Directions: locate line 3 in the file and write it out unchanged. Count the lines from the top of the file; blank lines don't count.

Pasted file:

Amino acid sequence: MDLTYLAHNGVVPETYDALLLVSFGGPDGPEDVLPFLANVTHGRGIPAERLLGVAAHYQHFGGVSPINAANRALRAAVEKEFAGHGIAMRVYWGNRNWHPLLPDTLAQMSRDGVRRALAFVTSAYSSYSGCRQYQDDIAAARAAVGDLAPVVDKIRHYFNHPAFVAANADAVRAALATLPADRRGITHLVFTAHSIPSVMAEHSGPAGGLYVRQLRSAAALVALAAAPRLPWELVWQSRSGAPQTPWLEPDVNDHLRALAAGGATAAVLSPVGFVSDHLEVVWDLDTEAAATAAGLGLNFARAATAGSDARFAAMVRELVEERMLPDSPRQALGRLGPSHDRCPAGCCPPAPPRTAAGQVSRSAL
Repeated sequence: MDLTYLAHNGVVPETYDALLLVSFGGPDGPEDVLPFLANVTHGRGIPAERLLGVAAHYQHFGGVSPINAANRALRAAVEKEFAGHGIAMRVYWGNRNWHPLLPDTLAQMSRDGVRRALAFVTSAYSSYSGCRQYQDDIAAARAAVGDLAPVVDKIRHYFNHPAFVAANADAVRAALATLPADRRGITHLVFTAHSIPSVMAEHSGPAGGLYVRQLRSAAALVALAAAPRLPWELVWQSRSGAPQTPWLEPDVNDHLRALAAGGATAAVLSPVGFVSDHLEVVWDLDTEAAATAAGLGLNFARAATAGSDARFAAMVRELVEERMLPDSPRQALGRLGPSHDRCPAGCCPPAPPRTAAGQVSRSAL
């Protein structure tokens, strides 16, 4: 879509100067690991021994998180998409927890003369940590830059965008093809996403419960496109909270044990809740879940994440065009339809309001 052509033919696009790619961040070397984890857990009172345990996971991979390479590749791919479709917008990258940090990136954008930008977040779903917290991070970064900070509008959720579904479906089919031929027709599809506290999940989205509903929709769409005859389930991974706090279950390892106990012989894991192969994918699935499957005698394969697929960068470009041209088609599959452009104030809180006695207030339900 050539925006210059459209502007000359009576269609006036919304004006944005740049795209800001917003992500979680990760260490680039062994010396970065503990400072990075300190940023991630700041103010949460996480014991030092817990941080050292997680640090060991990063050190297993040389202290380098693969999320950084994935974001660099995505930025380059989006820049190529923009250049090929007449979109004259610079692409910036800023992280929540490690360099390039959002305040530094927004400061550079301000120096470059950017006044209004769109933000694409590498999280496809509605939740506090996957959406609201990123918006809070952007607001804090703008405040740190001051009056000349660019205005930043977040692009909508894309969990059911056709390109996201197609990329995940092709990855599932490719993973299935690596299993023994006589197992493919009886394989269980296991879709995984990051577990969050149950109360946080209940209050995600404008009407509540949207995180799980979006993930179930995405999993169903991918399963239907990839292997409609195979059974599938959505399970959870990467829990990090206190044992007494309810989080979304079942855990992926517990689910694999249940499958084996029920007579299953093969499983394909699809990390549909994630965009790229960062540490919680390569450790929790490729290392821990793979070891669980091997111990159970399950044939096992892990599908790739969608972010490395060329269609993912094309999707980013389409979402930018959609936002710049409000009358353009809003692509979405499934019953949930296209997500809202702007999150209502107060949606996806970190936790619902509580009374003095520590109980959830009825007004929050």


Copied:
């Protein structure tokens, strides 16, 4: 879509100067690991021994998180998409927890003369940590830059965008093809996403419960496109909270044990809740879940994440065009339809309001 052509033919696009790619961040070397984890857990009172345990996971991979390479590749791919479709917008990258940090990136954008930008977040779903917290991070970064900070509008959720579904479906089919031929027709599809506290999940989205509903929709769409005859389930991974706090279950390892106990012989894991192969994918699935499957005698394969697929960068470009041209088609599959452009104030809180006695207030339900 050539925006210059459209502007000359009576269609006036919304004006944005740049795209800001917003992500979680990760260490680039062994010396970065503990400072990075300190940023991630700041103010949460996480014991030092817990941080050292997680640090060991990063050190297993040389202290380098693969999320950084994935974001660099995505930025380059989006820049190529923009250049090929007449979109004259610079692409910036800023992280929540490690360099390039959002305040530094927004400061550079301000120096470059950017006044209004769109933000694409590498999280496809509605939740506090996957959406609201990123918006809070952007607001804090703008405040740190001051009056000349660019205005930043977040692009909508894309969990059911056709390109996201197609990329995940092709990855599932490719993973299935690596299993023994006589197992493919009886394989269980296991879709995984990051577990969050149950109360946080209940209050995600404008009407509540949207995180799980979006993930179930995405999993169903991918399963239907990839292997409609195979059974599938959505399970959870990467829990990090206190044992007494309810989080979304079942855990992926517990689910694999249940499958084996029920007579299953093969499983394909699809990390549909994630965009790229960062540490919680390569450790929790490729290392821990793979070891669980091997111990159970399950044939096992892990599908790739969608972010490395060329269609993912094309999707980013389409979402930018959609936002710049409000009358353009809003692509979405499934019953949930296209997500809202702007999150209502107060949606996806970190936790619902509580009374003095520590109980959830009825007004929050």